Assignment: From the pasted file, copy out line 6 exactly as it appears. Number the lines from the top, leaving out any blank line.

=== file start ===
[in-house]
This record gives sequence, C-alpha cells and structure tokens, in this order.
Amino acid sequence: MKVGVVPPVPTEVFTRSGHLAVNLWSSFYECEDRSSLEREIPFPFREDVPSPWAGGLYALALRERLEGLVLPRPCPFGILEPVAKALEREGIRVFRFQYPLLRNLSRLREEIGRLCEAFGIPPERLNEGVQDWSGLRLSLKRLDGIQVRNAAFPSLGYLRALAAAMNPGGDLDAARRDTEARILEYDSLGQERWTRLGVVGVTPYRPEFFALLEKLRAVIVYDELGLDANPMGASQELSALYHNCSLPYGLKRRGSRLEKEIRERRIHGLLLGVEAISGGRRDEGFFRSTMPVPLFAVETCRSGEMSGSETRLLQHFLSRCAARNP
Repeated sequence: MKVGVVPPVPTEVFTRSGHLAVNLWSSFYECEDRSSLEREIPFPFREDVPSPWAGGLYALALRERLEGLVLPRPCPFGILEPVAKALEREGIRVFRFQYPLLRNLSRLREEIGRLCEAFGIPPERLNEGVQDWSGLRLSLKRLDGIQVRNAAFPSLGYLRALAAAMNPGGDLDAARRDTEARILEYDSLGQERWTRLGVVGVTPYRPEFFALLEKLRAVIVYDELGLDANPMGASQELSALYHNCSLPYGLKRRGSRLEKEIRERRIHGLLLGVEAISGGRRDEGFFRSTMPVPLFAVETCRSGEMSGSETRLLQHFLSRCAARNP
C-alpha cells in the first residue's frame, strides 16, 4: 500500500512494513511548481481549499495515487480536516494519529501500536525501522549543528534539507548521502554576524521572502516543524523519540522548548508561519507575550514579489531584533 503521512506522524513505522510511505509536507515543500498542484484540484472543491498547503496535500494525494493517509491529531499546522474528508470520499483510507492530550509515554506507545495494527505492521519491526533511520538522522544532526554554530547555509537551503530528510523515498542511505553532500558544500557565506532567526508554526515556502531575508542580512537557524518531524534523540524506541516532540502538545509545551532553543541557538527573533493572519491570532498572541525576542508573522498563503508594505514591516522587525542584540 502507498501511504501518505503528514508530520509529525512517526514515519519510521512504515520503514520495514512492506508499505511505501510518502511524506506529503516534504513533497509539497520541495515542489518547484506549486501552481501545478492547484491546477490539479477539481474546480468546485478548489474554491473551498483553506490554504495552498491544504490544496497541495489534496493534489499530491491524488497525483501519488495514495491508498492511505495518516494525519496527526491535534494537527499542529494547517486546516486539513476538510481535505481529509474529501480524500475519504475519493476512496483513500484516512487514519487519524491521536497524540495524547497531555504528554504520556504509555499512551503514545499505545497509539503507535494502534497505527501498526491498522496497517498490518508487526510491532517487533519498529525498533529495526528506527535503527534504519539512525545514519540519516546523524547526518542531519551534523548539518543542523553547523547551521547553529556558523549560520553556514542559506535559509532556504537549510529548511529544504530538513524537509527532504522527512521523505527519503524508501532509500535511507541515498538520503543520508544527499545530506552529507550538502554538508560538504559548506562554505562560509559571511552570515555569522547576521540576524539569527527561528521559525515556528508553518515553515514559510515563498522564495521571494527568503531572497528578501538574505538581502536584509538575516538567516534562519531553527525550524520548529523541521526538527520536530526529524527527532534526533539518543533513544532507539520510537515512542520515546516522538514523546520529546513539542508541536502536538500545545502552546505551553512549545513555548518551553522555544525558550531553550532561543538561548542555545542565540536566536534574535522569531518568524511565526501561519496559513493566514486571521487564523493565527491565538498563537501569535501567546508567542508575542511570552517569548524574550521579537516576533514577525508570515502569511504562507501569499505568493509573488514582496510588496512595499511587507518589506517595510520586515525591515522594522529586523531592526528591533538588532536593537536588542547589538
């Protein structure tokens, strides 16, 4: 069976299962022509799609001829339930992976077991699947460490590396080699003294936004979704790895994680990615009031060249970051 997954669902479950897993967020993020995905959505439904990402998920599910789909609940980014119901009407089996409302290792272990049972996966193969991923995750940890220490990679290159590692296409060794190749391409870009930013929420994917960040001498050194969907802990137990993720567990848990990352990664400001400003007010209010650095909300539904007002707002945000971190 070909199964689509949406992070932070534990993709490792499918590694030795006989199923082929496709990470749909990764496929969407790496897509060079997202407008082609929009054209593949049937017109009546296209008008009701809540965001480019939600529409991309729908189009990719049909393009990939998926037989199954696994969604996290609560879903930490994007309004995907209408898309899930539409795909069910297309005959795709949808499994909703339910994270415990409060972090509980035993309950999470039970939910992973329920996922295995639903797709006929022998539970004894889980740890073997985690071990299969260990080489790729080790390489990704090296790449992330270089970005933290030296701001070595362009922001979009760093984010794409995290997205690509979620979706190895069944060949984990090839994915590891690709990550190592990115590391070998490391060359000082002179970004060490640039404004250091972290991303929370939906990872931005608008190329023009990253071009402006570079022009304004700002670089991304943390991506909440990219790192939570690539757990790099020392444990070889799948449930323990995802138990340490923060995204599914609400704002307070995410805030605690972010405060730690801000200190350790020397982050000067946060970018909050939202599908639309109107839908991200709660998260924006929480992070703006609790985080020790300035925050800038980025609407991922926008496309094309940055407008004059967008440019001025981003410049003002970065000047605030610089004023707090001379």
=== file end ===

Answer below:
């Protein structure tokens, strides 16, 4: 069976299962022509799609001829339930992976077991699947460490590396080699003294936004979704790895994680990615009031060249970051 997954669902479950897993967020993020995905959505439904990402998920599910789909609940980014119901009407089996409302290792272990049972996966193969991923995750940890220490990679290159590692296409060794190749391409870009930013929420994917960040001498050194969907802990137990993720567990848990990352990664400001400003007010209010650095909300539904007002707002945000971190 070909199964689509949406992070932070534990993709490792499918590694030795006989199923082929496709990470749909990764496929969407790496897509060079997202407008082609929009054209593949049937017109009546296209008008009701809540965001480019939600529409991309729908189009990719049909393009990939998926037989199954696994969604996290609560879903930490994007309004995907209408898309899930539409795909069910297309005959795709949808499994909703339910994270415990409060972090509980035993309950999470039970939910992973329920996922295995639903797709006929022998539970004894889980740890073997985690071990299969260990080489790729080790390489990704090296790449992330270089970005933290030296701001070595362009922001979009760093984010794409995290997205690509979620979706190895069944060949984990090839994915590891690709990550190592990115590391070998490391060359000082002179970004060490640039404004250091972290991303929370939906990872931005608008190329023009990253071009402006570079022009304004700002670089991304943390991506909440990219790192939570690539757990790099020392444990070889799948449930323990995802138990340490923060995204599914609400704002307070995410805030605690972010405060730690801000200190350790020397982050000067946060970018909050939202599908639309109107839908991200709660998260924006929480992070703006609790985080020790300035925050800038980025609407991922926008496309094309940055407008004059967008440019001025981003410049003002970065000047605030610089004023707090001379």